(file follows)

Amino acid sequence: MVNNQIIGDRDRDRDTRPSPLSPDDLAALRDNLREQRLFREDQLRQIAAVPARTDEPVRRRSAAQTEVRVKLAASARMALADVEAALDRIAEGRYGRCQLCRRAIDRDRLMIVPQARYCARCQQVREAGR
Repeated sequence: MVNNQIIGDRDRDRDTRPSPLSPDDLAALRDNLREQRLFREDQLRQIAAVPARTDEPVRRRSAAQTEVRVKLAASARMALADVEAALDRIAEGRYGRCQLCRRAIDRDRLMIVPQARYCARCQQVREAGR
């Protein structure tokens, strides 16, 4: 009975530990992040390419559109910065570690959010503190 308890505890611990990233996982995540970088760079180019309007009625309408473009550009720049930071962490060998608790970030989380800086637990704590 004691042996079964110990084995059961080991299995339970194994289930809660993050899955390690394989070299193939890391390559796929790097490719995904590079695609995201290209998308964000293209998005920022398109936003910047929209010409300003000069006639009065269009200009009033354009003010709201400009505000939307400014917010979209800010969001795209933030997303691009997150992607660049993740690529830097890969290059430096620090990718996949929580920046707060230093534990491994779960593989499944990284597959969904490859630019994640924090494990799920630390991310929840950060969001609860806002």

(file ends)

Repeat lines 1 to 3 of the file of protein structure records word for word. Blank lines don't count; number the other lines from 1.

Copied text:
Amino acid sequence: MVNNQIIGDRDRDRDTRPSPLSPDDLAALRDNLREQRLFREDQLRQIAAVPARTDEPVRRRSAAQTEVRVKLAASARMALADVEAALDRIAEGRYGRCQLCRRAIDRDRLMIVPQARYCARCQQVREAGR
Repeated sequence: MVNNQIIGDRDRDRDTRPSPLSPDDLAALRDNLREQRLFREDQLRQIAAVPARTDEPVRRRSAAQTEVRVKLAASARMALADVEAALDRIAEGRYGRCQLCRRAIDRDRLMIVPQARYCARCQQVREAGR
């Protein structure tokens, strides 16, 4: 009975530990992040390419559109910065570690959010503190 308890505890611990990233996982995540970088760079180019309007009625309408473009550009720049930071962490060998608790970030989380800086637990704590 004691042996079964110990084995059961080991299995339970194994289930809660993050899955390690394989070299193939890391390559796929790097490719995904590079695609995201290209998308964000293209998005920022398109936003910047929209010409300003000069006639009065269009200009009033354009003010709201400009505000939307400014917010979209800010969001795209933030997303691009997150992607660049993740690529830097890969290059430096620090990718996949929580920046707060230093534990491994779960593989499944990284597959969904490859630019994640924090494990799920630390991310929840950060969001609860806002």